Virginia Tech Debuts Latest Technology Triumph: SmartFarm

ALEXANDRIA, VA – A cool, sunny day on the Potomac. Horses and oxen and sheep roam the fields. Foliage grows green and vigorous. George Washington’s Mount Vernon is a national treasure frozen in time. But on Wednesday October 20th, Virginia Tech Representatives showed how they are bringing agricultural techniques into the 21st century.

George Washington’s 16-sided barn. (Photo Grace Billups Arnold)

George Washington was a pioneer in agriculture (along with his other notable titles) when he developed the 16-sided barn. Now, almost 300 years later, SmartFarm innovation network, along with Virginia Techs Center for advanced innovation in agriculture, has a different new way of farming.

Assistant Professor Hasan Seyyedhasani demonstrates the technology. (Photo Grace Billups Arnold)

Drones, robots and sensor technology will work together to optimize agriculture strategy and hopefully influence climate change.

Dr. Robin White demonstrates portable animal sensor technology with the help of Mikey the horse. (Photo Grace Billups Arnold)

The technology was developed by Dr. Robin White, Assistant Professor, Department of Animal and Poultry Sciences, Center for Advanced Innovation in Agriculture at Virginia Tech, and her assistant Mikey the Horse were introduced.

“Well, I think we’ve all asked ourselves the question, ‘What gets you out of bed in the morning?’ At some point in our lives,” Dr. White, “and for me the answer to that question is the idea … to feed the world.”

As the world population grows and environmental and agricultural resources are depleted, this question becomes more relevant and society is constantly evolving to answer it.

From the industrial revolution to the green revolution, society has now advanced into the data revolution. SmartFarm uses data collected from different arable land to understand variations in agricultural systems. This understanding will enable institutions like Virginia Tech to develop farming practices that improve productivity and take into account the impact on the environment.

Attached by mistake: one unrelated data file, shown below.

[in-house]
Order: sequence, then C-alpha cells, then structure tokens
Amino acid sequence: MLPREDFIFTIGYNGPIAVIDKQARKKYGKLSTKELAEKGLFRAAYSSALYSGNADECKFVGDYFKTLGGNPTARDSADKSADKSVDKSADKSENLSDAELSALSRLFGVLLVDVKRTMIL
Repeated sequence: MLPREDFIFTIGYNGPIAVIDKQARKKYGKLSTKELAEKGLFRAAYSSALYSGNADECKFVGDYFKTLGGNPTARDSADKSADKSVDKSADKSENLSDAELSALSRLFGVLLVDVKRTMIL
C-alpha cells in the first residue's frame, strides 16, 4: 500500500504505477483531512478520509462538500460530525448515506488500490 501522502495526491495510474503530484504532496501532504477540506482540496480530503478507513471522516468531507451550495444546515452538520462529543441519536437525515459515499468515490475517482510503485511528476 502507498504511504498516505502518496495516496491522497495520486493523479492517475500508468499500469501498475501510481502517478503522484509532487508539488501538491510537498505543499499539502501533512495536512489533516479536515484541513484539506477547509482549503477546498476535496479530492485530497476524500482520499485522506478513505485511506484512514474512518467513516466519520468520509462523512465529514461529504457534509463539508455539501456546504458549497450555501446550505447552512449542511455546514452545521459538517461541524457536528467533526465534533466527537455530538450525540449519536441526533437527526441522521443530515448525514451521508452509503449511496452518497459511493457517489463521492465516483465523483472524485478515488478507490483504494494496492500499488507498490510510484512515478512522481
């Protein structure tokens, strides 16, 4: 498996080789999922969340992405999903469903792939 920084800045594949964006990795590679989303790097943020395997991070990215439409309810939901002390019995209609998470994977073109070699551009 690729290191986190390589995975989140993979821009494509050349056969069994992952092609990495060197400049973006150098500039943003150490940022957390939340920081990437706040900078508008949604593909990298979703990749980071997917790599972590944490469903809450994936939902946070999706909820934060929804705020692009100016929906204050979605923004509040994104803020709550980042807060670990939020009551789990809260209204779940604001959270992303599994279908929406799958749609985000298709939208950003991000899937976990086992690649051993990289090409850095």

So how can we move to other farming systems that minimize waste and improve resource efficiency and productivity? Mikey the horse helped Dr. White to answer that question.

Mikey’s tail sensor. (Photo Grace Billups Arnold)

During the demonstration, Mikey wore sensors on his tail, head and hooves to measure three things:

  • when and where he relieves himself;
  • his well-being, such as stress level, temperature, heart rate;
  • and his number of steps.
The roaming robot moves autonomously or remotely. (Photo Grace Billups Arnold)

These sensors send information to autonomous vehicles such as roaming robots or flying drones that monitor the state of the field. One measurement could be the hydrology of the field, for example. If Mikey faeced in a particularly hydrogen-rich area, his tail sensor would communicate with the robot to distribute the animal excrement to another specific part of the field that may need more hydrogen.

Another example could be the measurement of plant quality by flying drones, which could collect atmospheric and soil data to determine the overall health of the plant environment.

The aim of this process is to precisely manage the agricultural environment in order to create the best climatological balance by protecting the plants, balancing the chemical composition of the field and ensuring the highest quality of life for the animals.

“By collecting all the data, we can work to improve the profitability of the entire operation,” said Dr. White.

Although SmartFarm technology is still being perfected, what was demonstrated at Mount Vernon was a milestone in agricultural practice and a true miracle. Hopefully, SmartFarm will be able to improve the profitability of not only a single farm as a whole, but maybe farmland around the world as well.

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